Private Or Maintained Nursery: Deciding On Toddler L’s Ongoing Education

You know something that isn’t fun? Making grown up decisions! I guess it kind of comes with the territory of becoming a parent though. Arguably, we’re in the midst of one of the biggest parenting decisions we’ve had to make to date surrounding Toddler L’s next move when it comes to nursery. You see, today she was offered a place at our (second choice) maintained nursery school, so we’ve got a week to decide on what the best thing for her is.

Making this decision is anything but easy – in fact, it’s more difficult than the decision to send her to private nursery in the first place. There’s so many factors to take into account, which isn’t helped by the uncertainty surrounding the free 30 hours of childcare. Will they? Won’t they? It’s almost as bad as Ross and Rachel. Either way, she’s been offered a place and we need to figure out what makes sense.

Let me back up a little bit. Since October last year, Toddler L has been doing part-time hours at a private nursery. This started as 1.5 days, but we upped it to two days in January. She enjoys going there, she’s come on leaps and bounds and we’re pretty happy with how it’s run. I’ve also uncovered some unexpected benefits!

Back in February, the maintained nursery application form opened in our local area, meaning that we could apply for her to go to one of the school nurseries from the age of three (this September). We visited a few schools, put down a first and second choice, submitted the application, waited for two months and today heard back. Although she was offered the second choice nursery, we liked both of them so have no issues that she didn’t get the first pick.

That brings us up to date. Now, we have what feels like a pub quiz book full of questions to carefully consider before making our decision. The more you think, the more questions come up. The annoying thing though is that there’s no right answer – the decision has got to be made purely on what you think is best for your kid and what works for you as a family. Without a crystal ball or a time machine, it’s impossible to know whether making Decision A is better than Decision B – or whether you should have sacked them both off and gone for Decision C.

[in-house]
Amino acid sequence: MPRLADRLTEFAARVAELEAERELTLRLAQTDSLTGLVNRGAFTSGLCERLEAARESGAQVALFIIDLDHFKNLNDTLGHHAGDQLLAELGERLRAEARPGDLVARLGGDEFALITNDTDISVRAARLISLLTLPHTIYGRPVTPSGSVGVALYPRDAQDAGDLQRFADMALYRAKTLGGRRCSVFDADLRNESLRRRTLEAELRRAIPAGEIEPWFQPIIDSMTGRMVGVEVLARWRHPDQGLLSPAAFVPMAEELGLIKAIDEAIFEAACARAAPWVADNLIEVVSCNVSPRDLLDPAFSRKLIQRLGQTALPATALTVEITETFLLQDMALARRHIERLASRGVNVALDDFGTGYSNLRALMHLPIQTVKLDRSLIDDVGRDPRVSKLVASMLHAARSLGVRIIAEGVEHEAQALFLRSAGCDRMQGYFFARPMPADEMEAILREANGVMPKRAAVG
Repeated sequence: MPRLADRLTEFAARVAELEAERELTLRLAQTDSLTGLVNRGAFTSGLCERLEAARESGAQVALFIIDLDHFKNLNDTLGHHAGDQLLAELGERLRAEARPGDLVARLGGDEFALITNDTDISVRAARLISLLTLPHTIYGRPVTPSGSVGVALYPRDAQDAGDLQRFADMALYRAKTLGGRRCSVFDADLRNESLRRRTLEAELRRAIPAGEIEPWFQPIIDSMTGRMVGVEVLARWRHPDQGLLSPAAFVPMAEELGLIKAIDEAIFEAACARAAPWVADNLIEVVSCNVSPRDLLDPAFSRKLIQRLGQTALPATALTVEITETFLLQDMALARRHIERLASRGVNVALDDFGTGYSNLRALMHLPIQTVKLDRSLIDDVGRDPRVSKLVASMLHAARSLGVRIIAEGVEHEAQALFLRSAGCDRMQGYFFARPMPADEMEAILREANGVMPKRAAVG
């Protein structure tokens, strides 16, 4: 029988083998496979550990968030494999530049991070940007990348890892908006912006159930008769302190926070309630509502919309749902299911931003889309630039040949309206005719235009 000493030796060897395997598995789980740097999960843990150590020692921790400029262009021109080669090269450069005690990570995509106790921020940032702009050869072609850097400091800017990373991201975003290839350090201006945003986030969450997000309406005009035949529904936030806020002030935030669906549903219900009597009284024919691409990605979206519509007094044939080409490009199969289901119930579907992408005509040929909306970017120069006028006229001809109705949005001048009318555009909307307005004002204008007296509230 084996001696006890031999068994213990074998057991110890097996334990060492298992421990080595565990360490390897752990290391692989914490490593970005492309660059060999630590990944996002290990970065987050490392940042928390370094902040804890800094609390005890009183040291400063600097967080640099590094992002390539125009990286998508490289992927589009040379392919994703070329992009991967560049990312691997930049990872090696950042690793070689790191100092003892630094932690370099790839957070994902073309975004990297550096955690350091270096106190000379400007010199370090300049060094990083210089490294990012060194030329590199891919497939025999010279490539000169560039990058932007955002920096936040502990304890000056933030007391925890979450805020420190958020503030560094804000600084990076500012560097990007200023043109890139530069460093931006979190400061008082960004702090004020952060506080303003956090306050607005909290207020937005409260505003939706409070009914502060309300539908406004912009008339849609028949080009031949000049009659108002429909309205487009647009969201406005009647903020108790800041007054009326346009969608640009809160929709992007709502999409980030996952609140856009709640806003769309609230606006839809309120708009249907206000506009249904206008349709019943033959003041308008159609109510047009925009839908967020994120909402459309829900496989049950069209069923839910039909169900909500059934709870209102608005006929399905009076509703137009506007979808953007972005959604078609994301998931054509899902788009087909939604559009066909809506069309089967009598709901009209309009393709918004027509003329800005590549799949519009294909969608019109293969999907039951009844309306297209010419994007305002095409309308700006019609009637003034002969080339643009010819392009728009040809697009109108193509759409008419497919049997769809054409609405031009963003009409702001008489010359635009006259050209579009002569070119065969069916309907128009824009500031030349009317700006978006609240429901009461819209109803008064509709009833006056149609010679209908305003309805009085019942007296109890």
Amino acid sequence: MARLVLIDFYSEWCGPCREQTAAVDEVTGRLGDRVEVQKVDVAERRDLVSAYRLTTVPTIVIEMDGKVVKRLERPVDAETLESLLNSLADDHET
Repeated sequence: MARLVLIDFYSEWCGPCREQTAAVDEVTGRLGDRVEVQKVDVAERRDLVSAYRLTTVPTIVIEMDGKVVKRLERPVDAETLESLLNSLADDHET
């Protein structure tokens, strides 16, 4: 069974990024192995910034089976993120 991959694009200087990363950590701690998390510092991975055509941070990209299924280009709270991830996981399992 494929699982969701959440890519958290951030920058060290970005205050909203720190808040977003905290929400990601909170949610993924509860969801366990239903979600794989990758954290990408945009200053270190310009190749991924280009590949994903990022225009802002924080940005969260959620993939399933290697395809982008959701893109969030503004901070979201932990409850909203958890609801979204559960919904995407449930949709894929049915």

Although each child / situation is going to be different, I’m sure there’s a fair few similarities with our current predicament. I don’t want to bore you by going into too much detail, but then again it’s my blog so I can do what I want. Plus, writing all of this down *may* help with our nursery decision making process.

Option 1: Maintained Nursery School

Toddler L has been offered a place for 15 free hours a week. This would start in January 2018 because she was born in the second half of the year, but we could ask for it to be September 2017 if we wanted. It could also be morning (8.30am to 11.30am) or afternoon (12.00pm to 3.00pm), which depends on whether she starts in January or September.

Although this would be free, the downside is that she’d be doing less hours than her current 20 and it is term-time only. Also, three hours per day – rather than two 10 hour days – would negatively impact my work. It takes me three hours to get in the right frame of mind to work, so by the time I did, she’d be ready to be picked up!

Another factor to throw into the mix is that getting a place at the maintained nursery does not mean she’ll get a place at that school the following year. Where she went to nursery has no weighting, so we could find that she settles well at this nursery, but then has to go to a different school the following year.

Option 2: Maintained Nursery School And Wraparound Childcare Provision

So, with the above in mind, we could apply for one of the limited number of places being offered by the wraparound childcare provider for the school. At the moment, they only offer a breakfast and after school club (plus holiday club), but from September, they’re introducing a lunch club and afternoon session to supplement the morning nursery.

However, places are limited and only a handful of kids will get the free additional 15 hours. So, that means that Toddler L could have 15 free hours at the nursery school, then 15 free hours at the wraparound childcare provider, which fulfils the Government’s 30 hours. That’d be five days per week of 8.30am to 2.30pm at the school.